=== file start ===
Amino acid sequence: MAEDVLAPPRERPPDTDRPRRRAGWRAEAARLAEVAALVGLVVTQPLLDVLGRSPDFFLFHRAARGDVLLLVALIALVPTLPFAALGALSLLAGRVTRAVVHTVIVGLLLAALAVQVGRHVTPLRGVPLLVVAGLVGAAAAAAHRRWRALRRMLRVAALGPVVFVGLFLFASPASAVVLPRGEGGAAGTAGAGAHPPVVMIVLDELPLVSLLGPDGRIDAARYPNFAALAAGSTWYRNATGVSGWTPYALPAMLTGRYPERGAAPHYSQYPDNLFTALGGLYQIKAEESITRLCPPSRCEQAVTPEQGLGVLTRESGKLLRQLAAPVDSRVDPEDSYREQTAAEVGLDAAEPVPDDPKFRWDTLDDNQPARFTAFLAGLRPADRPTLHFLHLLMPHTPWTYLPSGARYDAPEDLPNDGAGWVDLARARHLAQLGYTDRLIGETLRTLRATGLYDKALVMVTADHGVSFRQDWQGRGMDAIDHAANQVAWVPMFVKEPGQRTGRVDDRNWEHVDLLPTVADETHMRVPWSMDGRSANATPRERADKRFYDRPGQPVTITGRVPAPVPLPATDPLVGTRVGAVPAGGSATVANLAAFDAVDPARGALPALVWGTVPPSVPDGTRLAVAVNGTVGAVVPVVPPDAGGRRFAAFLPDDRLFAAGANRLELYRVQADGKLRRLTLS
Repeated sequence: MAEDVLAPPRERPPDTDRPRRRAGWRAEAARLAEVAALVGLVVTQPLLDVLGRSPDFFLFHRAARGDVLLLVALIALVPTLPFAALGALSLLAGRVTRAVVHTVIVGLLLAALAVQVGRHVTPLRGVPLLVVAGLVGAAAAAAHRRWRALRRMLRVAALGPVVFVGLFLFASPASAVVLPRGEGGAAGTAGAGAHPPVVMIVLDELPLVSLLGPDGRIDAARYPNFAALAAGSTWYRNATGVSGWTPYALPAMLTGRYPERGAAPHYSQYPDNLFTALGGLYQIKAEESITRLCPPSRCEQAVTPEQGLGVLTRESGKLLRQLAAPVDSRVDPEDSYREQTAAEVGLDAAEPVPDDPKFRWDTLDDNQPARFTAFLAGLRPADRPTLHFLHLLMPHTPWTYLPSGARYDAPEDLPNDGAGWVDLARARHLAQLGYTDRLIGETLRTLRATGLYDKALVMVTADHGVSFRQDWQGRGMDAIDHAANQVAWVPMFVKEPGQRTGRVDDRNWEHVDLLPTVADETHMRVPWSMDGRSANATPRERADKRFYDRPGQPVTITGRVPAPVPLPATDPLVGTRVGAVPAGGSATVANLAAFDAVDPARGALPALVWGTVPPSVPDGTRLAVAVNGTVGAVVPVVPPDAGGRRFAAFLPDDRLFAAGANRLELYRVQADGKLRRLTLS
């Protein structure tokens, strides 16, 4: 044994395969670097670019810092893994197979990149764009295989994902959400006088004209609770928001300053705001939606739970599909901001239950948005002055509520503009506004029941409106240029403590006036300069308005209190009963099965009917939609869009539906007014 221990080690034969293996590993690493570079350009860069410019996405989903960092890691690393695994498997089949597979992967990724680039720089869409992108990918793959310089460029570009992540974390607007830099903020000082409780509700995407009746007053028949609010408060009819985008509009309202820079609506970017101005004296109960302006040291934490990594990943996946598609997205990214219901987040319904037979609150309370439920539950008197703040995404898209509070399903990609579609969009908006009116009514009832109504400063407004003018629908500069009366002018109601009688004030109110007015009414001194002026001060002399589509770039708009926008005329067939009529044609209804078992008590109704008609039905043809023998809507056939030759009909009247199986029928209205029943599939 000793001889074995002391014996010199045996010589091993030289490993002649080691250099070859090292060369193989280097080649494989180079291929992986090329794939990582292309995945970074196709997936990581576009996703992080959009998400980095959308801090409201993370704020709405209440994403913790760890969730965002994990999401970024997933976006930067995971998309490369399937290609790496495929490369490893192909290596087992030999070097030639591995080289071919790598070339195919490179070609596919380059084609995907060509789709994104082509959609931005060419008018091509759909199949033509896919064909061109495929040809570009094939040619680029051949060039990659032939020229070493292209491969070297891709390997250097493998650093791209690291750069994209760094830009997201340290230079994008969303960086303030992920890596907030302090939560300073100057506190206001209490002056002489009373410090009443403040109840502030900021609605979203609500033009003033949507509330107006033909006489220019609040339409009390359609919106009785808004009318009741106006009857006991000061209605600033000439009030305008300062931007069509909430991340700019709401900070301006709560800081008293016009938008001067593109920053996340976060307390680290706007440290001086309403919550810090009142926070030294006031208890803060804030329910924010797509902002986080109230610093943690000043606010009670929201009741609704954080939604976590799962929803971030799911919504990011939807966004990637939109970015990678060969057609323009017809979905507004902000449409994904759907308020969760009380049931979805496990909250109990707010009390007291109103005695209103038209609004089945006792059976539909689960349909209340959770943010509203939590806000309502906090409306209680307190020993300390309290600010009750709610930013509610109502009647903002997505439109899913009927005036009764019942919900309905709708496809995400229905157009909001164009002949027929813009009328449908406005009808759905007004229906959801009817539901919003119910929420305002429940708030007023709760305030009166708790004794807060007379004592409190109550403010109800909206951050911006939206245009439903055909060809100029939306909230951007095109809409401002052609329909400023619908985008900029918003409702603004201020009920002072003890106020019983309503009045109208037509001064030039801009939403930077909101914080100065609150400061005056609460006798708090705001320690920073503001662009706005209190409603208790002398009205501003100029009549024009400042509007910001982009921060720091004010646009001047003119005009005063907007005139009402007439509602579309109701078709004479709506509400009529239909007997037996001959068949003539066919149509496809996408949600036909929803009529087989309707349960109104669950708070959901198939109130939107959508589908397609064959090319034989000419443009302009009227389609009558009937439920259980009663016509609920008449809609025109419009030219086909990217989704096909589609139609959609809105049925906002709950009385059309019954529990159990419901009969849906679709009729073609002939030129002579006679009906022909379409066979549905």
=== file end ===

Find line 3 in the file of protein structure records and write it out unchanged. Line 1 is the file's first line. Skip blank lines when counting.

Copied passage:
């Protein structure tokens, strides 16, 4: 044994395969670097670019810092893994197979990149764009295989994902959400006088004209609770928001300053705001939606739970599909901001239950948005002055509520503009506004029941409106240029403590006036300069308005209190009963099965009917939609869009539906007014 221990080690034969293996590993690493570079350009860069410019996405989903960092890691690393695994498997089949597979992967990724680039720089869409992108990918793959310089460029570009992540974390607007830099903020000082409780509700995407009746007053028949609010408060009819985008509009309202820079609506970017101005004296109960302006040291934490990594990943996946598609997205990214219901987040319904037979609150309370439920539950008197703040995404898209509070399903990609579609969009908006009116009514009832109504400063407004003018629908500069009366002018109601009688004030109110007015009414001194002026001060002399589509770039708009926008005329067939009529044609209804078992008590109704008609039905043809023998809507056939030759009909009247199986029928209205029943599939 000793001889074995002391014996010199045996010589091993030289490993002649080691250099070859090292060369193989280097080649494989180079291929992986090329794939990582292309995945970074196709997936990581576009996703992080959009998400980095959308801090409201993370704020709405209440994403913790760890969730965002994990999401970024997933976006930067995971998309490369399937290609790496495929490369490893192909290596087992030999070097030639591995080289071919790598070339195919490179070609596919380059084609995907060509789709994104082509959609931005060419008018091509759909199949033509896919064909061109495929040809570009094939040619680029051949060039990659032939020229070493292209491969070297891709390997250097493998650093791209690291750069994209760094830009997201340290230079994008969303960086303030992920890596907030302090939560300073100057506190206001209490002056002489009373410090009443403040109840502030900021609605979203609500033009003033949507509330107006033909006489220019609040339409009390359609919106009785808004009318009741106006009857006991000061209605600033000439009030305008300062931007069509909430991340700019709401900070301006709560800081008293016009938008001067593109920053996340976060307390680290706007440290001086309403919550810090009142926070030294006031208890803060804030329910924010797509902002986080109230610093943690000043606010009670929201009741609704954080939604976590799962929803971030799911919504990011939807966004990637939109970015990678060969057609323009017809979905507004902000449409994904759907308020969760009380049931979805496990909250109990707010009390007291109103005695209103038209609004089945006792059976539909689960349909209340959770943010509203939590806000309502906090409306209680307190020993300390309290600010009750709610930013509610109502009647903002997505439109899913009927005036009764019942919900309905709708496809995400229905157009909001164009002949027929813009009328449908406005009808759905007004229906959801009817539901919003119910929420305002429940708030007023709760305030009166708790004794807060007379004592409190109550403010109800909206951050911006939206245009439903055909060809100029939306909230951007095109809409401002052609329909400023619908985008900029918003409702603004201020009920002072003890106020019983309503009045109208037509001064030039801009939403930077909101914080100065609150400061005056609460006798708090705001320690920073503001662009706005209190409603208790002398009205501003100029009549024009400042509007910001982009921060720091004010646009001047003119005009005063907007005139009402007439509602579309109701078709004479709506509400009529239909007997037996001959068949003539066919149509496809996408949600036909929803009529087989309707349960109104669950708070959901198939109130939107959508589908397609064959090319034989000419443009302009009227389609009558009937439920259980009663016509609920008449809609025109419009030219086909990217989704096909589609139609959609809105049925906002709950009385059309019954529990159990419901009969849906679709009729073609002939030129002579006679009906022909379409066979549905």